NORCROSS By pretty much any standard, Jeremy Lamb can be considered a bit of a late bloomer as far as his basketball career is concerned.
As a junior last season, he was a support player waiting for his opportunities to play in a senior-laden backcourt that included his brother, Zach Lamb, plus longtime starters Taariq Muhammad and Denzail Jones.
Still, the Norcross guard was a valuable asset off the bench during the latter stages of the Blue Devils' run to the Class AAAAA state quarterfinals.
But as the home stretch of his senior season begins, Lamb has blossomed into one of Gwinnett County's premier players a leader capable of taking his Norcross flock back to the state championship game after having its run of three straight titles broken last year.
"I was playing behind my brother and the rest of the seniors last year," the 6-foot-3 senior said. "I was just more aggressive and did what I had to do. After last year, Coach (Jesse McMillan) told me, Next year's going to be your year.' So, I started working hard this summer."
So far, McMillan's prediction about Lamb has been on the money. He has built on a junior season in which he averaged 9.4 points and 4.8 rebounds per game.
He leads the No. 3 Blue Devils (15-2, 10-1 heading into tonight's Region 7-AAAAA showdown with second-place Mill Creek), and is fifth in Gwinnett County in scoring, nearly than doubling last year's output at 18.3 points per game.
Perhaps even more valuable are the team-best 6.8 rebounds he's provided each game for a team that is a bit undersized compared to past Norcross teams.
"I've been around Jeremy for three years now. ... He's always been a gifted scorer, but I don't think he ever truly believed he could be the type of go-to player he is now," McMillan said. "His rebounding is one thing that I think has surprised all of us. That was something he didn't do in the past. And again, I think it all comes back to confidence."
The seeds of that increased confidence is something McMillan began to see in Lamb as early as last season.
"At the beginning of the year last year, he was a partial starter for us," McMillan said. "But as we got into tougher ball games, there were some things that he needed to improve on.
"At Christmas was really when we gave him the opportunity to do some things, and he responded by scoring at a really high rate. ... He averaged 13 minutes a game last year and the second half of the season, he averaged about 11 points a ball game. You're talking almost a point a minute. So we knew we had a really nice weapon on the bench."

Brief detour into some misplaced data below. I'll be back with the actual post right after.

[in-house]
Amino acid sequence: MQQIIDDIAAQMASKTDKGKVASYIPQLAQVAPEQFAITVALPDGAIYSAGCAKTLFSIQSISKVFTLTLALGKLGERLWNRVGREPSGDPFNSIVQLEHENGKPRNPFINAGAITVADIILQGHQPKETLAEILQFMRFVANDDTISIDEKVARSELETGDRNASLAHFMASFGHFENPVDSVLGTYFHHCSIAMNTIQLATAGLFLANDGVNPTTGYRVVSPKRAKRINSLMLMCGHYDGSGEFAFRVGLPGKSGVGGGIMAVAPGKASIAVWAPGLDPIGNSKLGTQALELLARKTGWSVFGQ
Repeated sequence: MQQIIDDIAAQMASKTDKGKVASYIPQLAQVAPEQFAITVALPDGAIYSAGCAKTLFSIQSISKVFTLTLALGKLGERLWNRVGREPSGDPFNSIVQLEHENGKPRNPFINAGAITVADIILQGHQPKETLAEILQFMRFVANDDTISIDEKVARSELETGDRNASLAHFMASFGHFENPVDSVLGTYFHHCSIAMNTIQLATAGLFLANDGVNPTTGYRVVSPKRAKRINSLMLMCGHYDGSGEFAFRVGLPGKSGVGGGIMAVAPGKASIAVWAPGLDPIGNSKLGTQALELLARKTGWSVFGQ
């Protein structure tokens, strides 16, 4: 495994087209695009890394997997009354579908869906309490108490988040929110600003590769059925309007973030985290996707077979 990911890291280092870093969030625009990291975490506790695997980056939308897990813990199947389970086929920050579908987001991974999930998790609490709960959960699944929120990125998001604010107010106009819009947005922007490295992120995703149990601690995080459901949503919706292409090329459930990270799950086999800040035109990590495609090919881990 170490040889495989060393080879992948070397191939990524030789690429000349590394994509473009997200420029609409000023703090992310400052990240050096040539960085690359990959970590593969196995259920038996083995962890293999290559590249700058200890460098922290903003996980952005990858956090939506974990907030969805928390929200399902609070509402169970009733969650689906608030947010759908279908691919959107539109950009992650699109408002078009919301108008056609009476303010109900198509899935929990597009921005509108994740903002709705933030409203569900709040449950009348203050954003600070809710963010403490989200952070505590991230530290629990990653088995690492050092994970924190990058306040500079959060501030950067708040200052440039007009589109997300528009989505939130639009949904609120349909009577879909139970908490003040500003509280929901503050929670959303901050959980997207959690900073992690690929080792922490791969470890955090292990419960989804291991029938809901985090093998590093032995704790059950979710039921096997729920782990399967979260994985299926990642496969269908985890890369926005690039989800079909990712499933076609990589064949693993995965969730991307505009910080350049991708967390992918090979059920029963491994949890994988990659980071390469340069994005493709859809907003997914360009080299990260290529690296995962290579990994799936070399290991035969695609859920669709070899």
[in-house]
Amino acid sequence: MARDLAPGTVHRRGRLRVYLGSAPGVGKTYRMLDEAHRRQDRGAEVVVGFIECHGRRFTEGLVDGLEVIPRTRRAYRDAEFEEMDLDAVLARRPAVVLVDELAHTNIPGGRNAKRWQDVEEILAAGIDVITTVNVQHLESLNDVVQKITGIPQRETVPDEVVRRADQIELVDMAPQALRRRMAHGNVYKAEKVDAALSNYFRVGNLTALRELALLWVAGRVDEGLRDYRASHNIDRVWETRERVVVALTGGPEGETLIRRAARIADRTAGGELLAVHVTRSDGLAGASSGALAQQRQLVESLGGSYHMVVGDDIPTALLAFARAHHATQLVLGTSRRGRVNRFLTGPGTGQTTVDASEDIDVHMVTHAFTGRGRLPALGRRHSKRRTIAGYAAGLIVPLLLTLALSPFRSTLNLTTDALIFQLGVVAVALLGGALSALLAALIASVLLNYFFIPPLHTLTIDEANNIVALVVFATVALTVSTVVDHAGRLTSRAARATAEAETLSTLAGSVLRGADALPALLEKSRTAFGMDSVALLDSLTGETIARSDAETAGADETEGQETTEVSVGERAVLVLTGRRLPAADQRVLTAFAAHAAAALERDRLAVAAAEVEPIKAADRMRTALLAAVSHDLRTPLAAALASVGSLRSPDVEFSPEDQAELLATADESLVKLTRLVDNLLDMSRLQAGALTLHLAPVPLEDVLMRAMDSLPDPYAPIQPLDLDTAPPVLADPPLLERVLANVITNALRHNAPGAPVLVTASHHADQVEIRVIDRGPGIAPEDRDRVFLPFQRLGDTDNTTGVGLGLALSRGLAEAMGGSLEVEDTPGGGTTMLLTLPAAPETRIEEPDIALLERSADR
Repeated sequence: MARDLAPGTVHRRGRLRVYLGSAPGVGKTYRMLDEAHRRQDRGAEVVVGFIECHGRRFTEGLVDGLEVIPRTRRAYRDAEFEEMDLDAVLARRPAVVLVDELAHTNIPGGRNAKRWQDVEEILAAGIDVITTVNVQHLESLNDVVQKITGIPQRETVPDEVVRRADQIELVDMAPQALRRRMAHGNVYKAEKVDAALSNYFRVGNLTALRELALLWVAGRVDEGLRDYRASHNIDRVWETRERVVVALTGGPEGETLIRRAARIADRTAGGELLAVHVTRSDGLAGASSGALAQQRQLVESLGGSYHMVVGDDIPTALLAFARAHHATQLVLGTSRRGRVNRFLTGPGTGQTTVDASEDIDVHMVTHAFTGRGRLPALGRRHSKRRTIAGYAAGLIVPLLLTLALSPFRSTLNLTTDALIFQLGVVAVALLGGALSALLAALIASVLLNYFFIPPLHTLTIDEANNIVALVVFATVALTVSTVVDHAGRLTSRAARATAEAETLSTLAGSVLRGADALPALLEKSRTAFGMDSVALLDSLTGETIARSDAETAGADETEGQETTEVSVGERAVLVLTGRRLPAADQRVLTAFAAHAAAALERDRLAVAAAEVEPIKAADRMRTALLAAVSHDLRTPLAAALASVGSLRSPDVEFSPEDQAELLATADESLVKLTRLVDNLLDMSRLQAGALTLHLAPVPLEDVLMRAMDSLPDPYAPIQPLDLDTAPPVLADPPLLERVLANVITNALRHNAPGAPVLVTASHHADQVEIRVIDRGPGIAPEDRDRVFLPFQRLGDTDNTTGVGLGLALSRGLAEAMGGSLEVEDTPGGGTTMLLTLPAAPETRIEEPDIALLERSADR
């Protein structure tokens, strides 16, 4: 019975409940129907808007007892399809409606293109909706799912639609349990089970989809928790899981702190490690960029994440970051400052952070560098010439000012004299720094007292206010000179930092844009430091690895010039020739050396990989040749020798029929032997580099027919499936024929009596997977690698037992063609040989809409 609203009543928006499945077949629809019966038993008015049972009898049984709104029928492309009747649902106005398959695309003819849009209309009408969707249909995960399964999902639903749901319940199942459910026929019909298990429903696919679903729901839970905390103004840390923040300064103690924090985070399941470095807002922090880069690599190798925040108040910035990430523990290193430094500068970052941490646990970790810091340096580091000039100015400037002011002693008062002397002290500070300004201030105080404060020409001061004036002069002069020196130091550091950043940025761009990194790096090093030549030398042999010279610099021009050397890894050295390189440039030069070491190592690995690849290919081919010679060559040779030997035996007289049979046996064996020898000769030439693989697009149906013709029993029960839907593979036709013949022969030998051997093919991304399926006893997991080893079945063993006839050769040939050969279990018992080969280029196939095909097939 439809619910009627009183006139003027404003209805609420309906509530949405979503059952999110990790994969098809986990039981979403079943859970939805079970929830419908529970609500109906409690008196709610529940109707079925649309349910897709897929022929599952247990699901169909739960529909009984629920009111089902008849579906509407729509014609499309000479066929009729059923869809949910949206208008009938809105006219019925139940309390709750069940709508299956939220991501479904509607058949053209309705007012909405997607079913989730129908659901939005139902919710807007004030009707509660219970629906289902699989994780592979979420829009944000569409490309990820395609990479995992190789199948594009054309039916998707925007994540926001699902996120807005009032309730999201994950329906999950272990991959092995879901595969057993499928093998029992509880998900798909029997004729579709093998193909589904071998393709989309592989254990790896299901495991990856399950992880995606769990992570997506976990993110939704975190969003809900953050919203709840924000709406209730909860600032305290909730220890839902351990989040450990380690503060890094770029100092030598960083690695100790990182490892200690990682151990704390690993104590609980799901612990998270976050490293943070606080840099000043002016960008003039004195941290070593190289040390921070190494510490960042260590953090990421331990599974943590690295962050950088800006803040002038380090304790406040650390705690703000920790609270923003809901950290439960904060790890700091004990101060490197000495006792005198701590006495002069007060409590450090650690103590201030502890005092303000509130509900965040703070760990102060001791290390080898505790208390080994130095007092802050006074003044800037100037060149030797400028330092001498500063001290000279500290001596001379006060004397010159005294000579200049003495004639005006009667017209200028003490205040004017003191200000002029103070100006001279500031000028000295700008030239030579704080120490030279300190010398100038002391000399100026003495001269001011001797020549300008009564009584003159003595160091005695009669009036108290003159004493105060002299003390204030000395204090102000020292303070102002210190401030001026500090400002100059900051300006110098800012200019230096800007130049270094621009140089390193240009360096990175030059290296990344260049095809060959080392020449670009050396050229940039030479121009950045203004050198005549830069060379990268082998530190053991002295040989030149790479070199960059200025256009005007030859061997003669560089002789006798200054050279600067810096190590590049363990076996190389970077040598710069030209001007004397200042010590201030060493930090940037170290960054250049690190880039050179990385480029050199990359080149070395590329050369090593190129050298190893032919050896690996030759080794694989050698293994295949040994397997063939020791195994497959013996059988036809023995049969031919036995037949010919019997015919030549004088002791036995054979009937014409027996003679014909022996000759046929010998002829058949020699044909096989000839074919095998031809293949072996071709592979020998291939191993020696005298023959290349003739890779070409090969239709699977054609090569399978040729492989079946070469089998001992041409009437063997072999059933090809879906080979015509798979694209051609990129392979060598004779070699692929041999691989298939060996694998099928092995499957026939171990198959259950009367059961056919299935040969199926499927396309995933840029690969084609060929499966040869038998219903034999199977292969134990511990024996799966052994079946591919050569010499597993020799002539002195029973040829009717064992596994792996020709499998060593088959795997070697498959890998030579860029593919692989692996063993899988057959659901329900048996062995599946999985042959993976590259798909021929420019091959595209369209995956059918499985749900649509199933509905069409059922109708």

But Lamb's confidence really grew during the spring AAU season for the Georgia Stars, and his production skyrocketed.
"I was having an OK (AAU) season," Lamb said. "But I wasn't being as aggressive as I could. I ended up having a couple of breakout games and things kind of came together."
Lamb averaged 22 points per game during the prestigious Peach Jam tournament in Augusta, wowing dozens of college coaches and scouts in attendance in the process, and had similar success at other AAU tournaments, as well as those with Norcross' summer team.
"He had a good spring on the AAU circuit ... where, I think for the first time, he was kind of like the go-to player with his team," McMillan said. "And then with us in the summer, we put him in that position, and I think that was the final piece to his confidence."
After receiving and signing a scholarship from the University of Connecticut, Lamb's production and confidence have carried over this season, during which his transformation from a follower into a leader has become complete.
Lamb also credits much of his increased confidence to the influence of his father, Rolando Lamb, a former college star at Virginia Commonwealth who was a third-round draft pick in the NBA in 1985 with the Seattle Supersonics.
"He's been working with me all my life," Lamb said. "He knows a lot about the game."